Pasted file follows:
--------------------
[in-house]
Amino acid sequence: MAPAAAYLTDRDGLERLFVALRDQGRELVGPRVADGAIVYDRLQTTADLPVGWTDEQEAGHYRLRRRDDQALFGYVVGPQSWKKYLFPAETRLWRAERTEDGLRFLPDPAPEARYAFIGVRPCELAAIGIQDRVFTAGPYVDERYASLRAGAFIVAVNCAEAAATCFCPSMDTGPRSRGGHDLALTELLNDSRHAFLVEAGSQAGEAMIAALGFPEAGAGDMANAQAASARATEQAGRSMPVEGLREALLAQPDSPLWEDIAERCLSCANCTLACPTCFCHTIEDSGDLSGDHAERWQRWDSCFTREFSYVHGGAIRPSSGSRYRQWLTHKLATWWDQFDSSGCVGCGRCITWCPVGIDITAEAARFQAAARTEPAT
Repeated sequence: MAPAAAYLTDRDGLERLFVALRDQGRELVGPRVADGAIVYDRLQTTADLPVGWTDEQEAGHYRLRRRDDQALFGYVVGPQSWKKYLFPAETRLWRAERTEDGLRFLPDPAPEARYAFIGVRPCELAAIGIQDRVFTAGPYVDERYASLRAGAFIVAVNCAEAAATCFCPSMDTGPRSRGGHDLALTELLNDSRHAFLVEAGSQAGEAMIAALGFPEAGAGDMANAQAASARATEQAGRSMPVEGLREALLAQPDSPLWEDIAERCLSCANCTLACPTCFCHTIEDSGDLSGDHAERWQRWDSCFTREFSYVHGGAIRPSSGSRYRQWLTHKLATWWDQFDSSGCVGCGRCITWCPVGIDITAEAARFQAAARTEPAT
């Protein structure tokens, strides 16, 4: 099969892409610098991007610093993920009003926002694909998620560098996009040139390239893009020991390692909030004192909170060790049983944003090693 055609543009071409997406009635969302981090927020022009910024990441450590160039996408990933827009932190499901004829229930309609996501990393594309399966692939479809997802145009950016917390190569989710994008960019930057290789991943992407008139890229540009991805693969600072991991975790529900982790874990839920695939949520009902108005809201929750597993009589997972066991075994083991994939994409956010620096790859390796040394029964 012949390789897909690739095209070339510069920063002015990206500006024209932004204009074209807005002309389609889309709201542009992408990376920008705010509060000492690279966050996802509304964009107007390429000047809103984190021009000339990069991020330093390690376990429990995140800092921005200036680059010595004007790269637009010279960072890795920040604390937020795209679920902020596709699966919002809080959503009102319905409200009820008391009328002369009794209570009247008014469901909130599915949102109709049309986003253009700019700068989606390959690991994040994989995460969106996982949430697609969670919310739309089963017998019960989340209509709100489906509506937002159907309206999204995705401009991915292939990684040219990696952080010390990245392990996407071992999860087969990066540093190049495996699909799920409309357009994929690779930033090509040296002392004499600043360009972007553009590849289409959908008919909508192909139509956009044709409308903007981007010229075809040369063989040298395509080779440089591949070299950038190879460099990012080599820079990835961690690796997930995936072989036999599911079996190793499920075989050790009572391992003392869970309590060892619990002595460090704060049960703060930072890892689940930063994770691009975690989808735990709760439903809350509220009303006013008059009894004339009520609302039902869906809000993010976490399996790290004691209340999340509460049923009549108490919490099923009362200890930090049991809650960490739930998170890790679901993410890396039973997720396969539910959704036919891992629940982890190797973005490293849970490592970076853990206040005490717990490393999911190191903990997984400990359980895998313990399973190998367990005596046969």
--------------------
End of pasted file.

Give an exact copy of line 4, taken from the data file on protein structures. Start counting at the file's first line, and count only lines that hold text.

């Protein structure tokens, strides 16, 4: 099969892409610098991007610093993920009003926002694909998620560098996009040139390239893009020991390692909030004192909170060790049983944003090693 055609543009071409997406009635969302981090927020022009910024990441450590160039996408990933827009932190499901004829229930309609996501990393594309399966692939479809997802145009950016917390190569989710994008960019930057290789991943992407008139890229540009991805693969600072991991975790529900982790874990839920695939949520009902108005809201929750597993009589997972066991075994083991994939994409956010620096790859390796040394029964 012949390789897909690739095209070339510069920063002015990206500006024209932004204009074209807005002309389609889309709201542009992408990376920008705010509060000492690279966050996802509304964009107007390429000047809103984190021009000339990069991020330093390690376990429990995140800092921005200036680059010595004007790269637009010279960072890795920040604390937020795209679920902020596709699966919002809080959503009102319905409200009820008391009328002369009794209570009247008014469901909130599915949102109709049309986003253009700019700068989606390959690991994040994989995460969106996982949430697609969670919310739309089963017998019960989340209509709100489906509506937002159907309206999204995705401009991915292939990684040219990696952080010390990245392990996407071992999860087969990066540093190049495996699909799920409309357009994929690779930033090509040296002392004499600043360009972007553009590849289409959908008919909508192909139509956009044709409308903007981007010229075809040369063989040298395509080779440089591949070299950038190879460099990012080599820079990835961690690796997930995936072989036999599911079996190793499920075989050790009572391992003392869970309590060892619990002595460090704060049960703060930072890892689940930063994770691009975690989808735990709760439903809350509220009303006013008059009894004339009520609302039902869906809000993010976490399996790290004691209340999340509460049923009549108490919490099923009362200890930090049991809650960490739930998170890790679901993410890396039973997720396969539910959704036919891992629940982890190797973005490293849970490592970076853990206040005490717990490393999911190191903990997984400990359980895998313990399973190998367990005596046969």